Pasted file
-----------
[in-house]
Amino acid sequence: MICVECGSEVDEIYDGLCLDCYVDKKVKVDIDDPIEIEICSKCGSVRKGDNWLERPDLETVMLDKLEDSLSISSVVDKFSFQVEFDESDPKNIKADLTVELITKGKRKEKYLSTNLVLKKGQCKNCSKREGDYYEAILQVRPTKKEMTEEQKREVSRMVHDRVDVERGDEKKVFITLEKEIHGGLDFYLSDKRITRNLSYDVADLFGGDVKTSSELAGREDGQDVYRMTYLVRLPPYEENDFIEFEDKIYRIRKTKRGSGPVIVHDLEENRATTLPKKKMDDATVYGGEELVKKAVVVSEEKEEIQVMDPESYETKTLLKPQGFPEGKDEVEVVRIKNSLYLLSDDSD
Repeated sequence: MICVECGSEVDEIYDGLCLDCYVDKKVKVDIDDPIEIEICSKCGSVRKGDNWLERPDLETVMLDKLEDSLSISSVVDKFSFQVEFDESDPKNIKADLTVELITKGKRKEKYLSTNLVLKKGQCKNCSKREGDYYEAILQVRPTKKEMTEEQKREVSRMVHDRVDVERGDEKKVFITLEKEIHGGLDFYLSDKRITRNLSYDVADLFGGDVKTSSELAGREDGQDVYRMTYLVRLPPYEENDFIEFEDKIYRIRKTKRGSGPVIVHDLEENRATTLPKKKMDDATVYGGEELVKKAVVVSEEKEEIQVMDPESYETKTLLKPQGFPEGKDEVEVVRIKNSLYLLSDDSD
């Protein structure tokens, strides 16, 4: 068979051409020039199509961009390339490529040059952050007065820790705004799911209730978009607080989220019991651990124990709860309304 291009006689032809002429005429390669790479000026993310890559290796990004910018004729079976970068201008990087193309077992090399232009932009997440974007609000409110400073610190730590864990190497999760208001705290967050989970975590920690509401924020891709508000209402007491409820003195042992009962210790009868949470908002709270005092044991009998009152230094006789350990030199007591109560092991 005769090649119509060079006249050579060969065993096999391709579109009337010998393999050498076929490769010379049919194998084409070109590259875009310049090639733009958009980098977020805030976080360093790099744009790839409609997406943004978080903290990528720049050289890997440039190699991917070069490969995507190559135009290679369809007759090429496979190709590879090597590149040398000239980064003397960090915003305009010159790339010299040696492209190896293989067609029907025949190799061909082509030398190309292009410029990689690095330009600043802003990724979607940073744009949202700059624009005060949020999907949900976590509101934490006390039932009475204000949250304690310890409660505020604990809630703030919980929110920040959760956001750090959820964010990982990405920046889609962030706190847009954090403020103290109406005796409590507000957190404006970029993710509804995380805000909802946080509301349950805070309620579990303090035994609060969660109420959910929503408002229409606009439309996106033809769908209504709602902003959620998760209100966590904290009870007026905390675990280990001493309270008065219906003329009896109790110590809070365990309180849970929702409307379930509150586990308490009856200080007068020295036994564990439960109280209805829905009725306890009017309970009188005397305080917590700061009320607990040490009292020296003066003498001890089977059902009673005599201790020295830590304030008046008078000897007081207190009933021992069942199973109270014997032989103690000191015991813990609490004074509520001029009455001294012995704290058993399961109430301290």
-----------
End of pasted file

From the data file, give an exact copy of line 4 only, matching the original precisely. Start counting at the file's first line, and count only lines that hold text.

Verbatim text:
């Protein structure tokens, strides 16, 4: 068979051409020039199509961009390339490529040059952050007065820790705004799911209730978009607080989220019991651990124990709860309304 291009006689032809002429005429390669790479000026993310890559290796990004910018004729079976970068201008990087193309077992090399232009932009997440974007609000409110400073610190730590864990190497999760208001705290967050989970975590920690509401924020891709508000209402007491409820003195042992009962210790009868949470908002709270005092044991009998009152230094006789350990030199007591109560092991 005769090649119509060079006249050579060969065993096999391709579109009337010998393999050498076929490769010379049919194998084409070109590259875009310049090639733009958009980098977020805030976080360093790099744009790839409609997406943004978080903290990528720049050289890997440039190699991917070069490969995507190559135009290679369809007759090429496979190709590879090597590149040398000239980064003397960090915003305009010159790339010299040696492209190896293989067609029907025949190799061909082509030398190309292009410029990689690095330009600043802003990724979607940073744009949202700059624009005060949020999907949900976590509101934490006390039932009475204000949250304690310890409660505020604990809630703030919980929110920040959760956001750090959820964010990982990405920046889609962030706190847009954090403020103290109406005796409590507000957190404006970029993710509804995380805000909802946080509301349950805070309620579990303090035994609060969660109420959910929503408002229409606009439309996106033809769908209504709602902003959620998760209100966590904290009870007026905390675990280990001493309270008065219906003329009896109790110590809070365990309180849970929702409307379930509150586990308490009856200080007068020295036994564990439960109280209805829905009725306890009017309970009188005397305080917590700061009320607990040490009292020296003066003498001890089977059902009673005599201790020295830590304030008046008078000897007081207190009933021992069942199973109270014997032989103690000191015991813990609490004074509520001029009455001294012995704290058993399961109430301290």